“Yeah it was.” She was walking fast, her black heels squishing on the carpet, a whisking sound as her legs moved that Reagan decided had to be her stockings, her silk-covered thighs, sliding against each other not two feet away from him. They passed some other people in the hallway who Reagan noticed looking at Erica and he had to fall behind her to let them pass and they moved down the hallway like that, her in front, him behind, shooting little attempts at conversation at her, never quite catching up to her. Eventually they reached her cubicle and she stepped in and sat down in her chair and turned her monitor back on and Reagan stood in the little entrance waiting for her to notice him. When she looked up, the image of her desktop gradually emerging from the darkness behind her, she smiled politely as if surprised he was still there.
“So yeah,” Reagan had forgotten what he had wanted to say, “I guess I'll see you at the staff meeting tomorrow?”
“I'll be there,” she smiled and turned her chair to face the screen which was now almost totally visible, and then looked back at him over her shoulder, her hair half-obscuring her eyes, her smile almost coquettish, conspiratorial, “See you later.”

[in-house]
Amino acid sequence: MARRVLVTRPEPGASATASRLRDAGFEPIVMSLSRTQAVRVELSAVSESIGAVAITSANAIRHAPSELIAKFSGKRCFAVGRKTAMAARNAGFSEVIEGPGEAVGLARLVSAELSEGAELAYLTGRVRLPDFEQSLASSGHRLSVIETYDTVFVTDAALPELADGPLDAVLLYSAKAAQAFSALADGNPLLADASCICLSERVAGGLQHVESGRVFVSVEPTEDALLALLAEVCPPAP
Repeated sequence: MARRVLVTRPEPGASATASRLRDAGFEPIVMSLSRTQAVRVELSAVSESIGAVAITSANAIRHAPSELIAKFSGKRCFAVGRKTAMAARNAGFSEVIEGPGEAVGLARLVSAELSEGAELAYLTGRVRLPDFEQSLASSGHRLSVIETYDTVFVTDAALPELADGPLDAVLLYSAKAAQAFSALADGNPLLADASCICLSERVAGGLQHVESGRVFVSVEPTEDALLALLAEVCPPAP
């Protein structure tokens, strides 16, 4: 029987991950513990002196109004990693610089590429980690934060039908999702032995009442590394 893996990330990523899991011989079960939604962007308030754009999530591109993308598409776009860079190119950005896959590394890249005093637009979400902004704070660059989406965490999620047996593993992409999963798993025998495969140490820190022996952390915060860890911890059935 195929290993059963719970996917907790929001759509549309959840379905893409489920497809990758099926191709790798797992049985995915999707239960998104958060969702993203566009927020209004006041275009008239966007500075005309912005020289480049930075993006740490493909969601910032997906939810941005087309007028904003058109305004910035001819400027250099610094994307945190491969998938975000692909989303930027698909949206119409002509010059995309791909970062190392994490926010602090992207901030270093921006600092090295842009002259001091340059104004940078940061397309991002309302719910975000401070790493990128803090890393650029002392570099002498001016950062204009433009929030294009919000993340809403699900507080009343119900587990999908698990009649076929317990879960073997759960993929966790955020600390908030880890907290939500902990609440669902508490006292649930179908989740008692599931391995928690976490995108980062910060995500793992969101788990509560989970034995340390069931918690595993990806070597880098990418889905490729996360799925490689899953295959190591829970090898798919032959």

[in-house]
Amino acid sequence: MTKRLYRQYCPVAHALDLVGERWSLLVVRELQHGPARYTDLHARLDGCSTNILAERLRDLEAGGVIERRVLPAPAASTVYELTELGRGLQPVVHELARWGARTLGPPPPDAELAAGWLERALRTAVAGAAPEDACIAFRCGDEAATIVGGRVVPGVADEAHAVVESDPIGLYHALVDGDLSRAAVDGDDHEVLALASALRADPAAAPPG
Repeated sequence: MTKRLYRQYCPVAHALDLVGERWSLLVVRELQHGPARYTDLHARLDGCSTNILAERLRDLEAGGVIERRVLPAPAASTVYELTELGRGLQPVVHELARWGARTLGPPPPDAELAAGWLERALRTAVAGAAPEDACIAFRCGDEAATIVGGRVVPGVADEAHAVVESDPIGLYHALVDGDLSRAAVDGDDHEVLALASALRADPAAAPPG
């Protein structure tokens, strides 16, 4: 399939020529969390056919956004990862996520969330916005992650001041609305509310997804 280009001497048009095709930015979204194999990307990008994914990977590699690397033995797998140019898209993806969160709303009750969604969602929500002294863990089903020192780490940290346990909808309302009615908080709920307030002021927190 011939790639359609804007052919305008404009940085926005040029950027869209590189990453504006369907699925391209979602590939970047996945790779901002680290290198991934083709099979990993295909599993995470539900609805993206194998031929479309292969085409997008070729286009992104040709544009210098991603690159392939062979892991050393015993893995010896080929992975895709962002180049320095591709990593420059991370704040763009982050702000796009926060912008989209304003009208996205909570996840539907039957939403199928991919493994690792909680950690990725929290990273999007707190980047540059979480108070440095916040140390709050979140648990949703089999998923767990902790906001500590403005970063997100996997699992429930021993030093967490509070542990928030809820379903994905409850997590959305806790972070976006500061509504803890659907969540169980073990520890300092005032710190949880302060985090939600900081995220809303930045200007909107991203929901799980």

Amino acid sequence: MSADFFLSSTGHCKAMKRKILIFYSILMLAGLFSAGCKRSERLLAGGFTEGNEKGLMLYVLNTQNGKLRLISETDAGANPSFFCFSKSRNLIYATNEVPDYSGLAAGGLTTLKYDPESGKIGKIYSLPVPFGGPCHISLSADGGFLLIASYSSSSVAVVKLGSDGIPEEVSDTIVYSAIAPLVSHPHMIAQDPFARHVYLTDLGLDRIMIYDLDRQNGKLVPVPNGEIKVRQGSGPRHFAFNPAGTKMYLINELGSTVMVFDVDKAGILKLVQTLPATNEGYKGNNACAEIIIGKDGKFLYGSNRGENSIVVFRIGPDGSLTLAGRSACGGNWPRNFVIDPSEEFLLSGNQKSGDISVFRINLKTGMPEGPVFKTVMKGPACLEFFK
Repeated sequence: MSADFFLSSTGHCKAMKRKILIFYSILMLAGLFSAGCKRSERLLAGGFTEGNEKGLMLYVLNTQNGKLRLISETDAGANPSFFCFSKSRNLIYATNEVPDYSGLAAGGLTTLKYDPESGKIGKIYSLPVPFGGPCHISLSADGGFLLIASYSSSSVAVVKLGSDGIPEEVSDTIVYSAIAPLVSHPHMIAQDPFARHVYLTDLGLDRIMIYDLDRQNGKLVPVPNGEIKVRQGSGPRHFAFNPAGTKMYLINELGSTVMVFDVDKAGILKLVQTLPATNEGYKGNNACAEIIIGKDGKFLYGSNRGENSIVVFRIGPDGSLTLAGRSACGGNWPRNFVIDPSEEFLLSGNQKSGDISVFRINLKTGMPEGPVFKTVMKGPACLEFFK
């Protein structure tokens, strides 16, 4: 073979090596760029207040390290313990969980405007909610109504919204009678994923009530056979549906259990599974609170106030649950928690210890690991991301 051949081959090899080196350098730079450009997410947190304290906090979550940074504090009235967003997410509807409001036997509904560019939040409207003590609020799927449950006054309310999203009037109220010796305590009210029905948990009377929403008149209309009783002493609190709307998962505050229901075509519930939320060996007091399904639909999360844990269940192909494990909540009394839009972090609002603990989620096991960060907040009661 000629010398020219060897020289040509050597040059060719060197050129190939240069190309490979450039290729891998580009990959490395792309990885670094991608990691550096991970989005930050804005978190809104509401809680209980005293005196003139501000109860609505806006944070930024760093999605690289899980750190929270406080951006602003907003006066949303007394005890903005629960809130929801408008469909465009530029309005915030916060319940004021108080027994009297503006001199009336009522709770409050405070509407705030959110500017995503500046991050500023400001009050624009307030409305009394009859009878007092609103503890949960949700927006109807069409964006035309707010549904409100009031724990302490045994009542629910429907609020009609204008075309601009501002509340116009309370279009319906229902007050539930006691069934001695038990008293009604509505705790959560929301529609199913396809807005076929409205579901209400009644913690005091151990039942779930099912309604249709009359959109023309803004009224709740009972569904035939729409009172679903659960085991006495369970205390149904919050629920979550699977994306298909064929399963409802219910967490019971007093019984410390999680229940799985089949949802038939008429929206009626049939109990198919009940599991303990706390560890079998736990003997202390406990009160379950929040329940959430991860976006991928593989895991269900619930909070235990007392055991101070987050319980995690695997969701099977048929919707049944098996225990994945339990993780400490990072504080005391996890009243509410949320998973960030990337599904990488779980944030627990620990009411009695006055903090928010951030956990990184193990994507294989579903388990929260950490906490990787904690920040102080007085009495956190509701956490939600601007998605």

“Yeah, see you later,” Reagan turned from the cubicle, more in love with her than ever.
Again Malik was waiting for a phone call, it seemed he was always waiting for phone calls. Lying in his bed staring at the ceiling, he went back over the audition he had had the day before. It had gone well he thought, he had done his best, danced his best. And it wasn't like they were the Bolshoi, or even Broadway, he knew he could handle it, it was just – how had it come to this? He remembered wanting to be an artist, wanting to create great pieces, to dance the best, to use his body to express what he had never expressed before, and now… now he was teaching dance to office rats while waiting for a callback for a role that wasn't far removed from dinner theater. And even those office rats, those cubicle monkeys, they were almost constantly in his thoughts. The class took more organization than he had expected, and the sense he had whenever he thought of them, that he was prostituting himself, that pole dancing might have been more dignified than this, had given him an almost constant sense of nausea that only found relief in the minutes following their Wednesday classes when the time before he would have to see them again was as long as it would be all week.